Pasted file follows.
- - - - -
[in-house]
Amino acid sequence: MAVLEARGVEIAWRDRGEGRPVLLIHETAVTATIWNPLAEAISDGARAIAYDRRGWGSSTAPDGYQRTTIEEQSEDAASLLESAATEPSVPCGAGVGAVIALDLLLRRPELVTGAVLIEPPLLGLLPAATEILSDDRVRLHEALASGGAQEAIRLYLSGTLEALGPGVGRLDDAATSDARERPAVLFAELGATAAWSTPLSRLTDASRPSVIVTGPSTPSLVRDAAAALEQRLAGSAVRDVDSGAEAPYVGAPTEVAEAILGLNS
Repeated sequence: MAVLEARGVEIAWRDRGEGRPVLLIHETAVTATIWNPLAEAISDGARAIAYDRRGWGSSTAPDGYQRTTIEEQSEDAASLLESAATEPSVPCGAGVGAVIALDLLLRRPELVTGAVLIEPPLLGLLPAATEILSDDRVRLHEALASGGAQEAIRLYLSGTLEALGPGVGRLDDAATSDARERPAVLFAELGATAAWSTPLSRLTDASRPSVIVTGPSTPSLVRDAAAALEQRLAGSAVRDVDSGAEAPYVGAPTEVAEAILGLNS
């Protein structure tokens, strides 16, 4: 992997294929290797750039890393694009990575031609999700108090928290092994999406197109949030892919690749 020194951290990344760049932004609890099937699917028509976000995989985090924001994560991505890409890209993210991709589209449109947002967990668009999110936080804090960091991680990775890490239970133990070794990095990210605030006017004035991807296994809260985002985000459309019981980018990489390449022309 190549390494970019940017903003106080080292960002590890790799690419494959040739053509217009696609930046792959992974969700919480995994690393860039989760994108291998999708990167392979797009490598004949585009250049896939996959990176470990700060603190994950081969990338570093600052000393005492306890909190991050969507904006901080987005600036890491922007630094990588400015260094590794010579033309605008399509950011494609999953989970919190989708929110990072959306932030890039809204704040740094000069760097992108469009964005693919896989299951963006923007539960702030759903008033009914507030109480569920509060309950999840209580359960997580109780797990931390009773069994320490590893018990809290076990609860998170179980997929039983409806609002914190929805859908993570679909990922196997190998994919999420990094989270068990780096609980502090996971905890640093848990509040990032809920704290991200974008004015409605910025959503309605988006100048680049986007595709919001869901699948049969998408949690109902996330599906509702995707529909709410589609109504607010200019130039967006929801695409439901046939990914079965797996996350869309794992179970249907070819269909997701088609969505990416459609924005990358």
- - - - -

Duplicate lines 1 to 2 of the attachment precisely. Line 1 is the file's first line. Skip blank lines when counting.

[in-house]
Amino acid sequence: MAVLEARGVEIAWRDRGEGRPVLLIHETAVTATIWNPLAEAISDGARAIAYDRRGWGSSTAPDGYQRTTIEEQSEDAASLLESAATEPSVPCGAGVGAVIALDLLLRRPELVTGAVLIEPPLLGLLPAATEILSDDRVRLHEALASGGAQEAIRLYLSGTLEALGPGVGRLDDAATSDARERPAVLFAELGATAAWSTPLSRLTDASRPSVIVTGPSTPSLVRDAAAALEQRLAGSAVRDVDSGAEAPYVGAPTEVAEAILGLNS